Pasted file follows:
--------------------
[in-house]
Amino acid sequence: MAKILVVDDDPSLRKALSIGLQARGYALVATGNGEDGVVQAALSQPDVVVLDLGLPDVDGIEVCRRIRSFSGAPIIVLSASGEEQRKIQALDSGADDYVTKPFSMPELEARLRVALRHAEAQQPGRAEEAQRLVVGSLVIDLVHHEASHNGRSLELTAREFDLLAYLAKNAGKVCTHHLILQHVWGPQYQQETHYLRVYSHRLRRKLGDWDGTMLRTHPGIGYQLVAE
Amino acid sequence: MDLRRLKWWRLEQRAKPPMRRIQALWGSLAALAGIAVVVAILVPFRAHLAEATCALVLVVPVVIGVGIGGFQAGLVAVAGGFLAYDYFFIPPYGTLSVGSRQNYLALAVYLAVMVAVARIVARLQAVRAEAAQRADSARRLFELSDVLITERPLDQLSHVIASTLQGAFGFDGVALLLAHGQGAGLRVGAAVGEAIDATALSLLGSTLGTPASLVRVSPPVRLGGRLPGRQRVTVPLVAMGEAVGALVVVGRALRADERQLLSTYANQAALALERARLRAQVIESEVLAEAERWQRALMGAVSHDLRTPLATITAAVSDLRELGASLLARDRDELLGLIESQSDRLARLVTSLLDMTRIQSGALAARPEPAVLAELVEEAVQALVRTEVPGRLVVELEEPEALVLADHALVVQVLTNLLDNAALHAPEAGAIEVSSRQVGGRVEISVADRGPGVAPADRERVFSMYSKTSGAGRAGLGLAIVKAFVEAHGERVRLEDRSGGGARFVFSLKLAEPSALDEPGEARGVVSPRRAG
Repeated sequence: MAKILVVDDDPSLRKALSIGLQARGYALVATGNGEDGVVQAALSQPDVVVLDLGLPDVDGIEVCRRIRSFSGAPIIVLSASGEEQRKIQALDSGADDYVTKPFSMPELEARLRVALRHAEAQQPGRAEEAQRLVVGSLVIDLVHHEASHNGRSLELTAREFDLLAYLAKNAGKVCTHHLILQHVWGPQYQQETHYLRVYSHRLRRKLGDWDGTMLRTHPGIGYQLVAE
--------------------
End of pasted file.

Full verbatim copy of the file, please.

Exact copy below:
[in-house]
Amino acid sequence: MAKILVVDDDPSLRKALSIGLQARGYALVATGNGEDGVVQAALSQPDVVVLDLGLPDVDGIEVCRRIRSFSGAPIIVLSASGEEQRKIQALDSGADDYVTKPFSMPELEARLRVALRHAEAQQPGRAEEAQRLVVGSLVIDLVHHEASHNGRSLELTAREFDLLAYLAKNAGKVCTHHLILQHVWGPQYQQETHYLRVYSHRLRRKLGDWDGTMLRTHPGIGYQLVAE
Amino acid sequence: MDLRRLKWWRLEQRAKPPMRRIQALWGSLAALAGIAVVVAILVPFRAHLAEATCALVLVVPVVIGVGIGGFQAGLVAVAGGFLAYDYFFIPPYGTLSVGSRQNYLALAVYLAVMVAVARIVARLQAVRAEAAQRADSARRLFELSDVLITERPLDQLSHVIASTLQGAFGFDGVALLLAHGQGAGLRVGAAVGEAIDATALSLLGSTLGTPASLVRVSPPVRLGGRLPGRQRVTVPLVAMGEAVGALVVVGRALRADERQLLSTYANQAALALERARLRAQVIESEVLAEAERWQRALMGAVSHDLRTPLATITAAVSDLRELGASLLARDRDELLGLIESQSDRLARLVTSLLDMTRIQSGALAARPEPAVLAELVEEAVQALVRTEVPGRLVVELEEPEALVLADHALVVQVLTNLLDNAALHAPEAGAIEVSSRQVGGRVEISVADRGPGVAPADRERVFSMYSKTSGAGRAGLGLAIVKAFVEAHGERVRLEDRSGGGARFVFSLKLAEPSALDEPGEARGVVSPRRAG
Repeated sequence: MAKILVVDDDPSLRKALSIGLQARGYALVATGNGEDGVVQAALSQPDVVVLDLGLPDVDGIEVCRRIRSFSGAPIIVLSASGEEQRKIQALDSGADDYVTKPFSMPELEARLRVALRHAEAQQPGRAEEAQRLVVGSLVIDLVHHEASHNGRSLELTAREFDLLAYLAKNAGKVCTHHLILQHVWGPQYQQETHYLRVYSHRLRRKLGDWDGTMLRTHPGIGYQLVAE